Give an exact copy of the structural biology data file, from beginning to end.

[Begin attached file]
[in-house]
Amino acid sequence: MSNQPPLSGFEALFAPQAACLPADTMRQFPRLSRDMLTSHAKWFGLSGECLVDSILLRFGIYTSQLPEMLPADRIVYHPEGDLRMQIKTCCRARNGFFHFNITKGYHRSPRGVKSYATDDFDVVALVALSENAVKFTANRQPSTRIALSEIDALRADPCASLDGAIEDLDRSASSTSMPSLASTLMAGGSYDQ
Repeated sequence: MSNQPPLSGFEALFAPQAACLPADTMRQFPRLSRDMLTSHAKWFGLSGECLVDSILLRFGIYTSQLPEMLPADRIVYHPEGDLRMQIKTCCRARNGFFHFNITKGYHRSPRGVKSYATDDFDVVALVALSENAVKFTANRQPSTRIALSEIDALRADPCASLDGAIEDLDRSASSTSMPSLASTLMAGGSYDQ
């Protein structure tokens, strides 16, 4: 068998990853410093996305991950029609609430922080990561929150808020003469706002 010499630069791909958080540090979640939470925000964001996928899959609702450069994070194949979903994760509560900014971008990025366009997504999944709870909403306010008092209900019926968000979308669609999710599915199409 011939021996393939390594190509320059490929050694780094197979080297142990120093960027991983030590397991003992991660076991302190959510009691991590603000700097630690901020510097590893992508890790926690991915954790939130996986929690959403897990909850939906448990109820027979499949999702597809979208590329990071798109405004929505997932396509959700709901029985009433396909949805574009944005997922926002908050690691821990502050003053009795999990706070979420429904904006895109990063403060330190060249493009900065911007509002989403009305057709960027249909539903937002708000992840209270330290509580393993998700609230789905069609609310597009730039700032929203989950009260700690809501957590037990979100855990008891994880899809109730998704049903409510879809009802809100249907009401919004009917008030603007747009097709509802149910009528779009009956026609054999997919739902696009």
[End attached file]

[in-house]
Amino acid sequence: MSNQPPLSGFEALFAPQAACLPADTMRQFPRLSRDMLTSHAKWFGLSGECLVDSILLRFGIYTSQLPEMLPADRIVYHPEGDLRMQIKTCCRARNGFFHFNITKGYHRSPRGVKSYATDDFDVVALVALSENAVKFTANRQPSTRIALSEIDALRADPCASLDGAIEDLDRSASSTSMPSLASTLMAGGSYDQ
Repeated sequence: MSNQPPLSGFEALFAPQAACLPADTMRQFPRLSRDMLTSHAKWFGLSGECLVDSILLRFGIYTSQLPEMLPADRIVYHPEGDLRMQIKTCCRARNGFFHFNITKGYHRSPRGVKSYATDDFDVVALVALSENAVKFTANRQPSTRIALSEIDALRADPCASLDGAIEDLDRSASSTSMPSLASTLMAGGSYDQ
């Protein structure tokens, strides 16, 4: 068998990853410093996305991950029609609430922080990561929150808020003469706002 010499630069791909958080540090979640939470925000964001996928899959609702450069994070194949979903994760509560900014971008990025366009997504999944709870909403306010008092209900019926968000979308669609999710599915199409 011939021996393939390594190509320059490929050694780094197979080297142990120093960027991983030590397991003992991660076991302190959510009691991590603000700097630690901020510097590893992508890790926690991915954790939130996986929690959403897990909850939906448990109820027979499949999702597809979208590329990071798109405004929505997932396509959700709901029985009433396909949805574009944005997922926002908050690691821990502050003053009795999990706070979420429904904006895109990063403060330190060249493009900065911007509002989403009305057709960027249909539903937002708000992840209270330290509580393993998700609230789905069609609310597009730039700032929203989950009260700690809501957590037990979100855990008891994880899809109730998704049903409510879809009802809100249907009401919004009917008030603007747009097709509802149910009528779009009956026609054999997919739902696009």